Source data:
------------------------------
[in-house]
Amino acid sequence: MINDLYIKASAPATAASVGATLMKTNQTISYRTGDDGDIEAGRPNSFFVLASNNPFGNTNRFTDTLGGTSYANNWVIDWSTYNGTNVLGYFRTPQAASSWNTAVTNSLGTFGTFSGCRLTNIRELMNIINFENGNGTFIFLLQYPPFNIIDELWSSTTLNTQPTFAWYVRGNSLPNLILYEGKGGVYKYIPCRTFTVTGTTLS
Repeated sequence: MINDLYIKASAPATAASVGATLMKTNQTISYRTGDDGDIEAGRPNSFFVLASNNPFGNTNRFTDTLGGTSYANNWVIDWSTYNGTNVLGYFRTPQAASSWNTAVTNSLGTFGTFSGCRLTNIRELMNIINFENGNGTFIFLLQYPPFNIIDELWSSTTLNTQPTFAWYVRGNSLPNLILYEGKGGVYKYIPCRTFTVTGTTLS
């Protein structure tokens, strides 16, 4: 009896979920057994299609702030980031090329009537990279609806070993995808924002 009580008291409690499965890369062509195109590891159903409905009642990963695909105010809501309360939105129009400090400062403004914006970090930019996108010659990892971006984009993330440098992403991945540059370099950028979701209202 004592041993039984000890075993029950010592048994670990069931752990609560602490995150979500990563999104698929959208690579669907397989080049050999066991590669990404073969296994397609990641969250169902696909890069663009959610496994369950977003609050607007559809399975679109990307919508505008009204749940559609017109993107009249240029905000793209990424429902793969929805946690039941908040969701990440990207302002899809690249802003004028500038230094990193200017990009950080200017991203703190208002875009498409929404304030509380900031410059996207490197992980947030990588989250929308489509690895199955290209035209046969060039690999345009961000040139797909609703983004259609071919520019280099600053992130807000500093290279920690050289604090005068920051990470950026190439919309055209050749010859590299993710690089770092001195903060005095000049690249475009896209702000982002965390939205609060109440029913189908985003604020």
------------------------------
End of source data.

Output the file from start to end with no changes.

[in-house]
Amino acid sequence: MINDLYIKASAPATAASVGATLMKTNQTISYRTGDDGDIEAGRPNSFFVLASNNPFGNTNRFTDTLGGTSYANNWVIDWSTYNGTNVLGYFRTPQAASSWNTAVTNSLGTFGTFSGCRLTNIRELMNIINFENGNGTFIFLLQYPPFNIIDELWSSTTLNTQPTFAWYVRGNSLPNLILYEGKGGVYKYIPCRTFTVTGTTLS
Repeated sequence: MINDLYIKASAPATAASVGATLMKTNQTISYRTGDDGDIEAGRPNSFFVLASNNPFGNTNRFTDTLGGTSYANNWVIDWSTYNGTNVLGYFRTPQAASSWNTAVTNSLGTFGTFSGCRLTNIRELMNIINFENGNGTFIFLLQYPPFNIIDELWSSTTLNTQPTFAWYVRGNSLPNLILYEGKGGVYKYIPCRTFTVTGTTLS
């Protein structure tokens, strides 16, 4: 009896979920057994299609702030980031090329009537990279609806070993995808924002 009580008291409690499965890369062509195109590891159903409905009642990963695909105010809501309360939105129009400090400062403004914006970090930019996108010659990892971006984009993330440098992403991945540059370099950028979701209202 004592041993039984000890075993029950010592048994670990069931752990609560602490995150979500990563999104698929959208690579669907397989080049050999066991590669990404073969296994397609990641969250169902696909890069663009959610496994369950977003609050607007559809399975679109990307919508505008009204749940559609017109993107009249240029905000793209990424429902793969929805946690039941908040969701990440990207302002899809690249802003004028500038230094990193200017990009950080200017991203703190208002875009498409929404304030509380900031410059996207490197992980947030990588989250929308489509690895199955290209035209046969060039690999345009961000040139797909609703983004259609071919520019280099600053992130807000500093290279920690050289604090005068920051990470950026190439919309055209050749010859590299993710690089770092001195903060005095000049690249475009896209702000982002965390939205609060109440029913189908985003604020």